Support The Moscow Times!

Russia, Ukraine Crisis to Hit Mobile Operator Vimpelcom in 2015

Amsterdam-based mobile operator Vimpelcom said its fourth-quarter net loss narrowed, helped by a rise in customers and a fall in spending, but warned that 2015 would be challenging due to the economic crises in Russia and Ukraine.

The company, which owns the third largest mobile operator in Russia with the same name, said its net loss in the fourth quarter was $935 million, down from $3.9 billion a year earlier when it made hefty write-offs on its assets in Ukraine and Canada.

Vimpelcom's fourth-quarter revenue fell 21 percent to $4.4 billion, while earnings before interest, taxation, depreciation and amortization (EBITDA) rose 58 percent to $1.6 billion.

It said its total mobile customers number rose to 221.6 million from 216.9 million a year ago, while capital expenditures (capex) excluding licenses were down by 29 percent to $1.2 billion.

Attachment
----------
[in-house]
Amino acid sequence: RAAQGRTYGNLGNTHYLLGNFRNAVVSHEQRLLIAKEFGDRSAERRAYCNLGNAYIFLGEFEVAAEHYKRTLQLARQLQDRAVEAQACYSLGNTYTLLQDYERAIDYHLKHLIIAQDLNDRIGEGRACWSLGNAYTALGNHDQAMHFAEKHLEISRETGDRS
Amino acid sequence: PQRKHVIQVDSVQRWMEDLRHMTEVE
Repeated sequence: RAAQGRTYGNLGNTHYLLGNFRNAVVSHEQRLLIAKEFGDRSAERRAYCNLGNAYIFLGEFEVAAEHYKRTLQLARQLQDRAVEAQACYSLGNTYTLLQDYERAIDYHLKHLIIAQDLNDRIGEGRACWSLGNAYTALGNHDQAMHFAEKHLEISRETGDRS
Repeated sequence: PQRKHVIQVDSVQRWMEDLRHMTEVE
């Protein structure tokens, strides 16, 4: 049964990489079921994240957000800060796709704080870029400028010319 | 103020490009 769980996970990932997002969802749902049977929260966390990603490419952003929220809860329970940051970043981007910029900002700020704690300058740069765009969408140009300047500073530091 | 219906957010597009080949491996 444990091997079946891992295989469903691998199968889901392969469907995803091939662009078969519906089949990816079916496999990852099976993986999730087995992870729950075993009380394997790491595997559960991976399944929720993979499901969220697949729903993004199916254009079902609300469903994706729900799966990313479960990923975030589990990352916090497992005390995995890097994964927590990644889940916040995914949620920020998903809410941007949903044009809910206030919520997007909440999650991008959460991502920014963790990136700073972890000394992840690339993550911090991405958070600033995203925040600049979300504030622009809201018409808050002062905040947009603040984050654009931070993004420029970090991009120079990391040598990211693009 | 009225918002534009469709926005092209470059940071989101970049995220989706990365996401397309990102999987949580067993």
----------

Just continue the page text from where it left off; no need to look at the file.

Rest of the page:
"We expect the operating environment to remain difficult in 2015, however I am confident that we have the right strategy to deliver on our targets," Vimpelcom Chief Executive Officer Jo Lunder said in a statement.

The company expects its EBITDA margin, excluding ruble weakening and asset disposals, to be flat or slightly lower this year compared with 40.6 percent in 2014.

"The guidance suggests that the challenging outlook for the business remains intact," VTB Capital said in a note.

Vimpelcom also said it targeted earnings per share in the range of $0.35-0.40 after a loss of $0.53 per share in 2014.

Read more

Independent journalism isn’t dead. You can help keep it alive.

As the only remaining independent, English-language news source reporting from Russia, The Moscow Times plays a critical role in connecting Russia to the world.

Editorial decisions are made entirely by journalists in our newsroom, who adhere to the highest ethical standards. We fearlessly cover issues that are often considered off-limits or taboo in Russia, from domestic violence and LGBT issues to the climate crisis and a secretive nuclear blast that exposed unknowing doctors to radiation.

Please consider making a one-time donation — or better still a recurring donation — to The Moscow Times to help us continue producing vital, high-quality journalism about the world's largest country.